Hope Amidst Suffering: The Neglected Wisdom of Job

Just over a year and a half ago, I made the greatest decision of my life, to get married to the love of my Life, Caroline. In many ways, our marriage felt long overdue, but also rushed. As I still had a year left in my undergrad, we both knew that there would be tremendous burdens, difficulties, and compromises that would have to be dealt with. Little did either of us know that the following 600 days would also hold major heartache, trauma, and uncertainty.

In such a short amount of time, the two of us have dealt with crippling physical ailments, depression, financial troubles, property theft, untimely and traumatic deaths, loss of friendships, forty-eight hours in the ER, a week in the hospital, car failures, a miscarriage, changing multiple jobs, extreme anxiety, unpaid bills, and, as I write this, an unexpected three-week stent of homelessness. And through all of this, we have had and cherished one another, knowing that it would have been impossible otherwise. Ministers often preach a happy-go-lucky attitude towards life that bluntly seems fanciful; however, through it all, I can safely say that, through all of the ups and downs, God is, was, and will forever be good.

While at work one Wednesday morning, I got the call from Caroline that we would not be buying our house, 5 days before closing, and 4 days before leaving our rental. Crushed, shocked, and afraid, I hung up the phone and whispered, “I feel like Job.” For two years, a paragraph of disasters hit our little family when all we ever tried to do was please and edify our Lord. More than ever, I had felt like the universe owed us this one. We had been dealt too many bad hands. I was immediately reminded of Job 13:3 in which Job, defending himself against his friend’s accusations, states, “I desire to speak to the Almighty and to argue my case with God.” As I was in the midst of teaching the book of Job in my men’s Bible study, God spoke the truth of the book over my life in a much deeper way than any commentary ever could.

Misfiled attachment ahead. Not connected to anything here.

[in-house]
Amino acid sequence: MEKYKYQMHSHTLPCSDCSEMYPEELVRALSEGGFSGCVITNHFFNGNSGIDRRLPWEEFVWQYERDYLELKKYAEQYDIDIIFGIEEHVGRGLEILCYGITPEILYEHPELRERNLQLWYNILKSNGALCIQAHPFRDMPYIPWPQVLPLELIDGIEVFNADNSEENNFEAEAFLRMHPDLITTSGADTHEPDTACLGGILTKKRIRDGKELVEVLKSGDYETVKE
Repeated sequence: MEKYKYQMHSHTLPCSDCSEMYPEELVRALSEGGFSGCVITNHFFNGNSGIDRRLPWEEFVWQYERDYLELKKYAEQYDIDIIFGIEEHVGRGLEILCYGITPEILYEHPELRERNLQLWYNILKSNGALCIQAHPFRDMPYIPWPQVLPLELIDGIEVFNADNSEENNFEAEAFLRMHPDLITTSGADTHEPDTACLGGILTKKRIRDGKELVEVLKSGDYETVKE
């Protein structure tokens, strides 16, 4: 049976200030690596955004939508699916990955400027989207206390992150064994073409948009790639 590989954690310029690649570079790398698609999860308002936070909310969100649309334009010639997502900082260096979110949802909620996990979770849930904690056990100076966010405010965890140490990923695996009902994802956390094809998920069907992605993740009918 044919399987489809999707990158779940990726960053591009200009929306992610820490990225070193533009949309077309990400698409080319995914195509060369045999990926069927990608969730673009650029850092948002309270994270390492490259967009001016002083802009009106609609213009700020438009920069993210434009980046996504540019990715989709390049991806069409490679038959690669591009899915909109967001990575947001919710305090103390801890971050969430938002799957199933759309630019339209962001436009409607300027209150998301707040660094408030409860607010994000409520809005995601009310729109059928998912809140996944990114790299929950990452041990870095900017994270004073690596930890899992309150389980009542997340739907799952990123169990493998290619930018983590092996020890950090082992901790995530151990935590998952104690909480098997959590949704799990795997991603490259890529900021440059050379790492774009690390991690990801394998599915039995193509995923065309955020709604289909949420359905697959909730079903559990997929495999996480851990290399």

As a refresher, the book of Job tells of a sinless man, fully blameless and without evil, that has his possessions, family, and health taken away from him, despite his character. The main body of the book is a collection of discourses between Job and his friends with the latter stating that the man’s folly was judgement for his sinful behavior. This book conquers an ignorant perception of God that suggests His justice acts in the way of karma, the just are rewarded and wicked punished; however, God, at the end of the book, defends Himself by simply showing the complexities of creation, and His limitless power, wisdom, and knowledge to rule over it.  Thus, just as God does not operate under a concept such as karma, His wisdom also cannot be so easily comprehended by finite beings. While it may seem counterintuitive, suffering is still subservient to God’s holiness, so that, even in trials and anguish, God’s goodness permeates it and rises as victor. Even amid our suffering, God enters in and shows His people that, while our sorrow can be great, He is greater. Therefore, we can rejoice in our suffering, and echo the Psalmist, “O taste and see that the Lord is good.”

So often, we simply belittle the wisdom of the Lord and try to confine it to our own intellect and understanding. While in the trials and pains, it seems unfair; however, on the other side, I can always see the outpouring of God’s wisdom and can’t help but exclaim, “God is good.” It might sound cliché, and in no means do I want to demean what you may be going through, but know that God, in His infinite wisdom, loves you more than comprehension, and He is good.

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